Hong Kong's Budget Blues

Around the world, governments are feverishly trying to reverse unprecedented sharp declines with huge increases in immediate public spending. China has even taken a lead. But the bureaucrats who administer (not govern) its Hong Kong territory have come up with a budget for the coming fiscal year beginning April 1 that is remarkably only in its determination to employ more civil servants and fund politically-inspired road and cross-border infrastructure projects whose economic benefits for Hong Kong have not been proven.

In sum the government’s budget shows a deficit for the coming year of HK$39 billion or 2.4 percent of gross domestic product – roughly half the level that economists have been suggesting is needed if the public sector is to have any significant impact to offset the steep decline in trade and financial services and their knock on effect on non-essential consumption. Even the 2.4 percent is overstated as it includes a loan repayment of HK$3.5 billion.

The scrooge mentality of the highly paid, jobs-for-life bureaucrats is most starkly illustrated by the Social Welfare budget. At a time when the population is aging rapidly and unemployment is rising sharply, the government estimates that in real, inflation-adjusted terms its recurrent spending on this sector will fall by 4 percent to $39 billion. Yet already unemployment has risen to 4.6 percent from 3.2 percent in mid 2008 and is expected to keep rising at least until mid-year. Meanwhile expenditure on infrastructure will rise by 57 percent to $39 billion.

Infrastructure spending has limited short-term impact and in the longer run is more of a drain on the budget as spending commitments are mostly for several years whereas tax cuts and consumer subsidies can be made temporary and withdrawn when the economy picks up. The infrastructure surge dwarfs recurrent expenditure which will rise by a mere 0.9 percent.

So much for talk of stimulus.

The government is continuing a property rates reduction and electricity subsidy introduced last year. But even this does not count as additional stimulus. On the tax side, the only significant measure is a salaries tax reduction capped at HK$6,000 per taxpayer. But even this helps only the top 40 percent or so of the population with incomes sufficient to be income tax payers. For 30 percent of those paying tax the benefit will be less than HK$500. Meanwhile a doubling of already high tobacco taxes, supposedly in the interests of public health, will mainly hit low income households where smoking is also most prevalent. It will also ensure a huge rise in smuggling.

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Nor is there any short term relief for small businesses which have to pay provisional tax based on the previous year’s profits, not the actual level being experienced at a time when shop and restaurant turnover has fallen steeply, pushing many businesses close to the wall.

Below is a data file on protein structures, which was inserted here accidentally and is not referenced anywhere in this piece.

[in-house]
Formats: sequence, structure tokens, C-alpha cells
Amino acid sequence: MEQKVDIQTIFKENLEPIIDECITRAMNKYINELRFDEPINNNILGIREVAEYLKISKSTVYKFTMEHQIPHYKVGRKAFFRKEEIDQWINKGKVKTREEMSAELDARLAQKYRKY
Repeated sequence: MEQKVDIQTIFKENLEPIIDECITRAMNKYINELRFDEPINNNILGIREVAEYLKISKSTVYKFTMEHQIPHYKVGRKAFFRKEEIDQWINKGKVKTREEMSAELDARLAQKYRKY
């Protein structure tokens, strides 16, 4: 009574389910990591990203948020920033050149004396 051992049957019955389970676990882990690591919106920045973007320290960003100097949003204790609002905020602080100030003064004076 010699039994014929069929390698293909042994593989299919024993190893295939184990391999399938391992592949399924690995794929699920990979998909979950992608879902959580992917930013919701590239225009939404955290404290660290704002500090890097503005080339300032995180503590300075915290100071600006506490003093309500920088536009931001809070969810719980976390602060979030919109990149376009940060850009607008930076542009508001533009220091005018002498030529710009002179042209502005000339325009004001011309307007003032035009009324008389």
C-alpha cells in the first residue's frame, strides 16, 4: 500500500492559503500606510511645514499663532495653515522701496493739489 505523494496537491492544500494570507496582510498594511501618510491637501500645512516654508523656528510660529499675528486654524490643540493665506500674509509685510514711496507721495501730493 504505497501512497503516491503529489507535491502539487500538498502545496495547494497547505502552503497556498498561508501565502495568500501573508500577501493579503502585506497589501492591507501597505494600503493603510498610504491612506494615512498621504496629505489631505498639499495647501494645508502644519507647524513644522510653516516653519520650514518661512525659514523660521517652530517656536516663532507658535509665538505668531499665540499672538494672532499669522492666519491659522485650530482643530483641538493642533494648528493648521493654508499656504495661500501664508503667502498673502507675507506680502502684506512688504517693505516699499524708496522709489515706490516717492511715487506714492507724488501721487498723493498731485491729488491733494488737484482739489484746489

Instead of using the government’s fiscal strength to boost consumption, the Financial Secretary announced a slew of mini schemes which will supposedly help employment and encourage the development of science, arts, sports etc. But the sums involved are mostly small and will require lots of additional civil servants to implement them.

The big infrastructure spending increases will benefit some – mostly mainland – construction companies but will draw heavily on imported labor rather than creating jobs for the middle aged and predominantly female former factory workers and clerks.

While big public road and bridge projects get lots of money, private sector construction in Hong Kong remains at very low levels as both government and major developers are more interested in keeping land prices at exorbitant levels than letting land prices fall to levels which would create new demand for housing.

The budget makes some nods in the direction of green issues but is more about studying the issues – electric cars are this year’s focus -- than taking strong measures.

Even assuming that the deficit is as large as predicted, by the end of the coming fiscal year the government will still have some $350 billion in fiscal reserves -- 18 months of total spending – plus a similar amount of undistributed profit held by the Monetary Authority and which should be handed over to the fiscal reserves.

In short, there are few governments in a better position to engage in domestic demand stimulation – huge fiscal reserves, a large current account surplus in the balance of payments, and a stable currency. But its weak-minded bureaucrats, headed by lifetime civil servant Donald Tsang, have failed both their own community and a wider world needing consumption stimulus.

The government’s own forecast is that GDP will fall by 2-3 percent . That seems a reasonable enough guess, but it could be worse, in which case the budget will look even more timid.

As for last year, the government reported GDP growth of 2.8 percent. But half of that was illusory. It relied on the GDP deflator rising by only 1.4 percent or almost half the domestic demand deflator which was up 2.7 percent. This divergence was caused mainly by a deterioration in the terms of trade (export prices compared with import prices). In other words an actual loss of income is translated into a notional gain!